My dad is a Maytag man. He’s lived in Iowa going on 40 years, surrounded by the finer pleasures of that rather ho-hum state: good sweet corn, great pork ribs, and fantastic blue cheese. As a kid, I used to look out at the cornfields and wide sky and dream of getting some city grit under my nails. I couldn’t wait to put Iowa behind me. But Pops held steady. He bought a house in the woods and traveled when he could – always with his fiddle –and he learned to appreciate the quiet life. For entertainment, he looks to hummingbirds and his hi-fi.
I spent a week with him in Iowa this month, my longest trip back since I was a teenager. It gave me a chance to eat a dozen ears, read in a hammock, and put together a decent Iowa cheese plate. Used to be that Iowa was my Kraft Cheese Single, but it’s moved up in the world. I was impressed to see a new food co-op, larger than any in my new home city of Philadelphia, and in that food co-op I found an impressive array of local cheeses. Watch out, Wisconsin.
Reichert's Dairy Air, a goat creamery in Knoxville, IA seemed to be the choice of a co-op staffer who was hesitant – as Iowans tend to be – to rave about one cheese over another. Still, I could tell by the way she talked about Reichert's use of fresh herbs, which were “hand-mixed” into the chevre, that she favored this local goat cheese. In her subtle way, she steered me right. This farmstead chevre -- made on a small, sustainable Iowa goat dairy -- was pretty much perfect. (Reichert's also makes Robiola and is the first, if not only, U.S. Robiola maker. Nudge. Nudge.)
Reichert's Chive Chevre was wonderfully creamy, lightly tangy, and…in a word, fresh. I can take or leave most spreadable chevre, which is often dry and clumpy with too much of a Sourpatch twang. It’s good that this chevre came packaged in a sundae cup, because I snuck spoonfuls of it out of the fridge one night and it cured my hankering for soft-serve. (If only there were Mr. Chevre trucks instead of Mr. Softee trucks all over Philadelphia. I’d chase their bleating calls through the neighborhood for chevre like this.)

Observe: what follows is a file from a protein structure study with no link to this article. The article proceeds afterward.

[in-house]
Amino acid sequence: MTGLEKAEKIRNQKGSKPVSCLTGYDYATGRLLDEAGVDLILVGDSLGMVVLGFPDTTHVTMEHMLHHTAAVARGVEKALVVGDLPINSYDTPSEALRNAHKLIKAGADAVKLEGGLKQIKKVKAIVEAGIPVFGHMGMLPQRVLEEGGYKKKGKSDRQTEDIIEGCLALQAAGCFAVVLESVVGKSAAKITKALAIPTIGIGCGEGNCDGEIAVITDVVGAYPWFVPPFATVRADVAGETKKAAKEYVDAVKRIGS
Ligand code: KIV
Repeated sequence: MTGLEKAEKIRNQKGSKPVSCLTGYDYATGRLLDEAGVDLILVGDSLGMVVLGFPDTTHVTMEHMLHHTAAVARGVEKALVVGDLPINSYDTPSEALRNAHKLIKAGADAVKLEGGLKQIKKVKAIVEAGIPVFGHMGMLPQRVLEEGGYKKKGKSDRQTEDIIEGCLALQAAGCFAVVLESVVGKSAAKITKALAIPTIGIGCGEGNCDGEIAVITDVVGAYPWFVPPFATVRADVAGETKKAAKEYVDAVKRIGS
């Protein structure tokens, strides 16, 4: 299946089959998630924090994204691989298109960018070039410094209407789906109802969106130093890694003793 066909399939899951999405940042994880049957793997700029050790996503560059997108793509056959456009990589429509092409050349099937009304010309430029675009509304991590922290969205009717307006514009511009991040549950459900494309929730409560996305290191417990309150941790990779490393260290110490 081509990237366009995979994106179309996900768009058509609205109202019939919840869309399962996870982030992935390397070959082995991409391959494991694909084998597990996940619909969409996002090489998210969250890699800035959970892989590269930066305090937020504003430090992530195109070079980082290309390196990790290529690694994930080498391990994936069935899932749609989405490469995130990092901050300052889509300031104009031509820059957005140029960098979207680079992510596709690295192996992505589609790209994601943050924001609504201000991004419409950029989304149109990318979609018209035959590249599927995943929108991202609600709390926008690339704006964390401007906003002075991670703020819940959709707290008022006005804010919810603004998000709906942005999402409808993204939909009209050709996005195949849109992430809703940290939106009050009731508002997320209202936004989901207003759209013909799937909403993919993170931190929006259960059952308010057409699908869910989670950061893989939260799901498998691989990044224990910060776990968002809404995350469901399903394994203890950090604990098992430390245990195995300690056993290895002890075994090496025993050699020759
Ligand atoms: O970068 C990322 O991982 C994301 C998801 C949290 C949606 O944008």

We also tried a Gouda from Oskaloosa. Cow’s milk. Fruity and mild. Dad, who’s a strong-cheese lover like I am, exclaimed, “Well, that tastes like butter. Only better.” The texture was terrific, but since I like more flavor, I’d like to try the mature Gouda from Frisian Farms Cheese, which is made by the Bandstra Brothers, who raise grass-fed Holsteins.
I left Iowa this week with renewed interest in the state. It’s heartening to see small-batch cheesemakers thriving in a place dominated by agribusiness and factory farms. If you’re curious to try the best of Iowa cheese, this plate’s for you. (All of these cheses are available online.)
Ultimate Iowa Cheese Plate
1. Maytag Blue
Below, my Pops, assisting in a photo shoot for last week's Prairie Breeze post: